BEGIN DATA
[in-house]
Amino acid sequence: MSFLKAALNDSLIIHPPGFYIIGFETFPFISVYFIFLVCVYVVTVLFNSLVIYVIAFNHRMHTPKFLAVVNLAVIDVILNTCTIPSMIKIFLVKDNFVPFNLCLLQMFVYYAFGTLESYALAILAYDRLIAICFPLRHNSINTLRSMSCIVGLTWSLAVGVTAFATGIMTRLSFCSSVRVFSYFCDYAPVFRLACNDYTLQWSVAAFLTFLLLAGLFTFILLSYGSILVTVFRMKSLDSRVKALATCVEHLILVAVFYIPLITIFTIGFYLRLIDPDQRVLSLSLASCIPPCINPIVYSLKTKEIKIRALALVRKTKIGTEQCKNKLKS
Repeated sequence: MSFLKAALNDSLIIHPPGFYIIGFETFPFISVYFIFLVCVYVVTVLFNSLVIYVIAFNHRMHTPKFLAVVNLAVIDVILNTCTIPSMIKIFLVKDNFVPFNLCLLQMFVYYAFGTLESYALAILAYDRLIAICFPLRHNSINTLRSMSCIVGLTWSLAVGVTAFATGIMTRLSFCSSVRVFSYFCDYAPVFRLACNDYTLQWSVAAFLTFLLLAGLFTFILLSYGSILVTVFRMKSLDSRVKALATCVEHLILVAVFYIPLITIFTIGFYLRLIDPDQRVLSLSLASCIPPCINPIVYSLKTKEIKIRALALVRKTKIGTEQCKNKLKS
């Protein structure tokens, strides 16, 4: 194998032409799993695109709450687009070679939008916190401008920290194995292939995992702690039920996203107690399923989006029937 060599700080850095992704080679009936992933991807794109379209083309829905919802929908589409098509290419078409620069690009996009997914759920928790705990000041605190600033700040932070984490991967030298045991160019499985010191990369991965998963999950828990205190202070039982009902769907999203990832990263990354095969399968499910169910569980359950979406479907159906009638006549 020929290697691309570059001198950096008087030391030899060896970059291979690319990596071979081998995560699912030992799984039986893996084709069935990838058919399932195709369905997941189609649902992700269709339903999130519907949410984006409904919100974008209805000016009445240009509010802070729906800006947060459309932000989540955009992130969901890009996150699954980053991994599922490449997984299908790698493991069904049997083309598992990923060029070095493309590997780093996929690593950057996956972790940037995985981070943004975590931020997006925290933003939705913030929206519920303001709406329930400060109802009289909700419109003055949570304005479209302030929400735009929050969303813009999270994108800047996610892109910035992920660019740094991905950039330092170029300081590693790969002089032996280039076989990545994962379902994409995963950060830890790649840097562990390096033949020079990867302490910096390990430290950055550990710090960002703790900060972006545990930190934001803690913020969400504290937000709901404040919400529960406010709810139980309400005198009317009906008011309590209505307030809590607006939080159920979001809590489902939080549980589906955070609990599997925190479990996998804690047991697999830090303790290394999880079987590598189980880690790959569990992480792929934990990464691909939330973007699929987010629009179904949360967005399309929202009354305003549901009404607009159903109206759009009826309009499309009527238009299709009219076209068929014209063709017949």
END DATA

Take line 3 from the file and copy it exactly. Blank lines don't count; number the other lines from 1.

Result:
Repeated sequence: MSFLKAALNDSLIIHPPGFYIIGFETFPFISVYFIFLVCVYVVTVLFNSLVIYVIAFNHRMHTPKFLAVVNLAVIDVILNTCTIPSMIKIFLVKDNFVPFNLCLLQMFVYYAFGTLESYALAILAYDRLIAICFPLRHNSINTLRSMSCIVGLTWSLAVGVTAFATGIMTRLSFCSSVRVFSYFCDYAPVFRLACNDYTLQWSVAAFLTFLLLAGLFTFILLSYGSILVTVFRMKSLDSRVKALATCVEHLILVAVFYIPLITIFTIGFYLRLIDPDQRVLSLSLASCIPPCINPIVYSLKTKEIKIRALALVRKTKIGTEQCKNKLKS